The Imperial Hunter Chapter 42 - Starving Port (4)

Author: Dawn

“Mexico is a beautiful country. But it can never be a good country, Presidente.”

His mustache, which had forcefully put on a cheerful demeanor, sighed gloomily while drying off.

“The land may have been blessed by God, but the people who live on that land have been corrupted for a long time. They curse the shitheads, but starting from the president, who is a shithead himself, to the government that values pride more than the lives of its people, the cartels that are polluting the blessed land with blood and drugs, the incompetent army that can’t do anything about a single cartel, and the countless fatherless bastards all around…”

His comments about the government’s pride were probably related to the Sinaloa Cartel’s humanitarian activities. When the most powerful cartel in Mexico started humanitarian efforts in their stronghold in the northwest and in some major contested areas, President Obrador, whose dignity was hurt, expressed his displeasure by saying, “Stop that.”

‘To be honest, I understand. More people die from drugs and shootings than by helping them.’

The president’s demand meant that stopping inter-organization warfare and other criminal activities would be more helpful to more people than such hypocrisy. But from the perspective of the poor people receiving help, it sounded like “Don’t help the poor.” The chubby-faced Perucho was now voicing the anger of these weaker individuals.

The top cartel was always the role model for all the other cartels. Competitors who saw “Sinaloa” building a solid kingdom in the northwest each took similar actions in their own territories, whether big or small. It was clear that the federal government’s authority had dropped in every village where such support took place.

The cartels engaged in humanitarian activities invariably emphasized that they were performing the “government’s role.”

“Look at what Guadalajara has become. Mexico is a land of hopeless sinners. Here in Sodom and Gomorrah, Maria can’t even dream. She would be lucky to avoid becoming a vulgar unmarried mother or not turning into a drug addict, and it would be another stroke of luck if she lived through her baptism. Presidente, I want to give my daughter a better future.”

It was a heartfelt father’s sentiment, but it had nothing to do with me. And it was absurd that he was angry at the injustice of the country while being in a position where he probably accepted bribes. Half of the fat attached to the boat was likely earned through corruption. Based on what I’d seen over the past few days of him using my name, he was also ultimately a Mexican government official. He was one of those common weaklings who confuse weakness with goodness.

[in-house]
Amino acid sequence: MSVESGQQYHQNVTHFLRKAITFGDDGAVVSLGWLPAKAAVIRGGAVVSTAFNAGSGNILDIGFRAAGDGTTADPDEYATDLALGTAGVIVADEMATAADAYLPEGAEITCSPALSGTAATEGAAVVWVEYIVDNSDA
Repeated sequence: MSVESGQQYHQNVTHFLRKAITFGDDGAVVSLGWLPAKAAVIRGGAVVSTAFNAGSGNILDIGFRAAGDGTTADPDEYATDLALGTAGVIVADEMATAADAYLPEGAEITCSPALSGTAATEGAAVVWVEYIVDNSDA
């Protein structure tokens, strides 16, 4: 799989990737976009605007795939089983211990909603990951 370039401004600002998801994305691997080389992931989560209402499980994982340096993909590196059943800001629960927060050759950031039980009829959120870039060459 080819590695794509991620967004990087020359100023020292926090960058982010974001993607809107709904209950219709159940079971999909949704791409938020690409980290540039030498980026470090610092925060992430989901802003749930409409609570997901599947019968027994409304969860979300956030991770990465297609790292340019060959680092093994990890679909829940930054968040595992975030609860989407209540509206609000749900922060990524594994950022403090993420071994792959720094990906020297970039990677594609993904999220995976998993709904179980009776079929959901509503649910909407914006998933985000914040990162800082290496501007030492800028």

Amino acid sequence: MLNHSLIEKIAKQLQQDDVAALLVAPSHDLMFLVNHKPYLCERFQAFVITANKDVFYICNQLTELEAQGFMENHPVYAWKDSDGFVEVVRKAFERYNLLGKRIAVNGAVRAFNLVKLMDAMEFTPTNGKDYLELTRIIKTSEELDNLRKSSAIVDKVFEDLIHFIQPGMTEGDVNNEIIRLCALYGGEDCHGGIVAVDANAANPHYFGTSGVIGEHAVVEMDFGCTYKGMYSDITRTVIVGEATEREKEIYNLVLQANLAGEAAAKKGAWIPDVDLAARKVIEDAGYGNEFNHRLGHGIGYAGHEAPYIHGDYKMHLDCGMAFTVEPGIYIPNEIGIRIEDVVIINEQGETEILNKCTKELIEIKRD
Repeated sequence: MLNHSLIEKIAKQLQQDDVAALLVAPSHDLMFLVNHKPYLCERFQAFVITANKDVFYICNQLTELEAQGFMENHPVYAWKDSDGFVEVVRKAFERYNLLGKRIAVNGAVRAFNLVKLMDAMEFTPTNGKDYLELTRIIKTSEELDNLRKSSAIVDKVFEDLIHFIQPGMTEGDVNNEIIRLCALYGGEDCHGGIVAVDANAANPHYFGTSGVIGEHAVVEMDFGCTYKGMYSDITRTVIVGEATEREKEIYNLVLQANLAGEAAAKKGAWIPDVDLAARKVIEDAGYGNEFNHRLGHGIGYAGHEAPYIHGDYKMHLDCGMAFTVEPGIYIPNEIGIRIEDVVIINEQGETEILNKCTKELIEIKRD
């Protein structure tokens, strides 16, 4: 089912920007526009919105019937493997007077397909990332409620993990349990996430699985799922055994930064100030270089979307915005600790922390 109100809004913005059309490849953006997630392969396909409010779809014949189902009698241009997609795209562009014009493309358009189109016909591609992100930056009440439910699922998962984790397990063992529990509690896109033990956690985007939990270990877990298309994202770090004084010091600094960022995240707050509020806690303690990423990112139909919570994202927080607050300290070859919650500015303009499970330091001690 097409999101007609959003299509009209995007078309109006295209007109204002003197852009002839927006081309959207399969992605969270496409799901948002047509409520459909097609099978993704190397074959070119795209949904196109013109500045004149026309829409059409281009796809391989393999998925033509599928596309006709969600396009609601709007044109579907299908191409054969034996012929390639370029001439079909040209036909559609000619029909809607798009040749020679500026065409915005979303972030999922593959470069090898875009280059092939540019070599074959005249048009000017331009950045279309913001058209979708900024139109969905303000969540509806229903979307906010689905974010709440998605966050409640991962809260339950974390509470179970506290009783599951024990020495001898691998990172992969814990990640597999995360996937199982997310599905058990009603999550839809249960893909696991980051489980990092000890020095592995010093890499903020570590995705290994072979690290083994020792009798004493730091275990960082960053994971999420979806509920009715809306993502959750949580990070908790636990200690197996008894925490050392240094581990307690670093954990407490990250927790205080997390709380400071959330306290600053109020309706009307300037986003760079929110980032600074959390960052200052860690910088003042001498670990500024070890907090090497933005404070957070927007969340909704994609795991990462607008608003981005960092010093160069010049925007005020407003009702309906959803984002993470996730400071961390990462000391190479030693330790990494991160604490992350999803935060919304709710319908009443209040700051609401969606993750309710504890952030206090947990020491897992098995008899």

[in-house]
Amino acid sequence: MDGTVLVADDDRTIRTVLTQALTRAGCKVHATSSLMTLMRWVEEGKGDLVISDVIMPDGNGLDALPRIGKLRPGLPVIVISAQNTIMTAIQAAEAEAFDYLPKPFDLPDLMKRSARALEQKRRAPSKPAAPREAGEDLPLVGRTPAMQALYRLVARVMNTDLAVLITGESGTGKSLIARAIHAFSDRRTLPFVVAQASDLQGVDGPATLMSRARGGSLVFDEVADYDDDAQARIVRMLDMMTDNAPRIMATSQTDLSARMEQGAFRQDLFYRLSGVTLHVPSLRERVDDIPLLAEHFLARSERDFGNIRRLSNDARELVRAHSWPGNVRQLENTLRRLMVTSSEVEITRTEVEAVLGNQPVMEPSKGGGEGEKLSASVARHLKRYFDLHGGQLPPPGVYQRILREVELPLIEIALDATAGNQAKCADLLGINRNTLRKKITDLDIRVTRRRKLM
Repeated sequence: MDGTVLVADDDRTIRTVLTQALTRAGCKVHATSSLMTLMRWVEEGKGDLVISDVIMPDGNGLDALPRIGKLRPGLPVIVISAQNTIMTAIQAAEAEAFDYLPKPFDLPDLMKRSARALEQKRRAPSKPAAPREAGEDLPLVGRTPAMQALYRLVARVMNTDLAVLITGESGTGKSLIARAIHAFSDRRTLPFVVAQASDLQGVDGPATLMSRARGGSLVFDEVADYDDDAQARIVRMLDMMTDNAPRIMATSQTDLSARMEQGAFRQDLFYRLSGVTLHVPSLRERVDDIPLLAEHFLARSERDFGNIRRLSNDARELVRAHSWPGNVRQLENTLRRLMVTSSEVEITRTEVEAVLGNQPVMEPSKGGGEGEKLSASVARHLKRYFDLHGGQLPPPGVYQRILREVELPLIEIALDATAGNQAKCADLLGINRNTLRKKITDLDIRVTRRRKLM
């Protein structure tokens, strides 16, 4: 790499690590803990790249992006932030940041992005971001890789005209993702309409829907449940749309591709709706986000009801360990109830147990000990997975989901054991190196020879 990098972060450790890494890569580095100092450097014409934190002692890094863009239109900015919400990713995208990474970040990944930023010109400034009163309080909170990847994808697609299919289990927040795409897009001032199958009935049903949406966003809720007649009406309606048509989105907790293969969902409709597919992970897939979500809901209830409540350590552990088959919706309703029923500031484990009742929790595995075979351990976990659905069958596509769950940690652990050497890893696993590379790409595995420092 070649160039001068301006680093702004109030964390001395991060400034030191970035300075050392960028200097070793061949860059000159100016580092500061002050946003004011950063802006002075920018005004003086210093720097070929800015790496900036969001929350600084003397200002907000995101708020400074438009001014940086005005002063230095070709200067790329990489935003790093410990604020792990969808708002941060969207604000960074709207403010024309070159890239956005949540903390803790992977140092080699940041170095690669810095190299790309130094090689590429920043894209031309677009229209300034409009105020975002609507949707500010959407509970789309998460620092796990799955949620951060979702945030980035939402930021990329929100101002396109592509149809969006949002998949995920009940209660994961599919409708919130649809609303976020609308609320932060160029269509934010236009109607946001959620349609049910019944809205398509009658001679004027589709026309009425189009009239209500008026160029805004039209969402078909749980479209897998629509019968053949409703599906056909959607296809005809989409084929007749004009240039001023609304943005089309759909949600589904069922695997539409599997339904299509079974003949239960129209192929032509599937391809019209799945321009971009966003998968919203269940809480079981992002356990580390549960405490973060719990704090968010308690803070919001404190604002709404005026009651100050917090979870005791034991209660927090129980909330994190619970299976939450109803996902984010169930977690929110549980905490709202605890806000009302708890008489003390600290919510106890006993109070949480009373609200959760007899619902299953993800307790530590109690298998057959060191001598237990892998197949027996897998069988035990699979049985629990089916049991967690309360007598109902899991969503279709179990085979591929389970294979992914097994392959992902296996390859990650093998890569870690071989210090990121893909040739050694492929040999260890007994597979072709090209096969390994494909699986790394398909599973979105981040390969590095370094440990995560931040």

But it was a problem that the actor who should fulfill his role was in such a dark mood. Wasn’t it worth filling up the watch? I layered my indifference with feigned sympathy.

“So, you wanted to involve me in this?”

“Yes. Korea is indeed a good country, but I heard there are many heretics, non-believers, and bald heretics there, Presidente. You are a rare faithful person who keeps premarital chastity and has an excellent character, so I thought there was nothing more to see. I apologize if I made you uncomfortable…”

“Apologies accepted, let’s do it this way.”


“As soon as I finish my business in this city, I’ll look into a job for Maria. Whether it’s in Korea or the United States, I’ll make sure she can settle wherever she wants. You won’t doubt a job that I guarantee, right?”

“Oh, you have my gratitude! If you do that for us, we will never forget your kindness!”

“And here’s some advice: a child’s love life is not something parents should interfere with lightly. It’s something they should leave to their own choices. If Maria is a qualified person, God will help her, just as He brought you to me. Isn’t that right?”

“Yes, indeed!”

It was just because I didn’t want him to pester me that I said that, but a politician was a politician. Perucho nodded desperately as if he wouldn’t let go of the lifeline he had just caught.

I had no intention of actually looking for a job. Wherever I placed Maria, they would probably think that the company had a connection with “Huan,” who should disappear from this city for good as long as I was sane enough not to leave unnecessary traces.

I patted the now cheerful Perucho on the shoulder.

“I swear by the Almighty God that this promise will be kept as long as I, Huan, am alive. So let’s discuss the details later.”

“Thank you, Presidente!”

“But how many tens past the hour is it now? Surprisingly, the traffic seems a bit congested. It would be inconvenient if we’re late for Mass.”

“Uh, it’s 10:20! We still have plenty of time!”

Perucho, now checking the time, had become a person who cared about his precious watch again. That was good.

The LCD screen attached to the front of the limousine’s passenger compartment was tuned to a news channel. The city of Guadalajara in the low-quality video was burning like a battlefield. I instructed them to turn up the volume.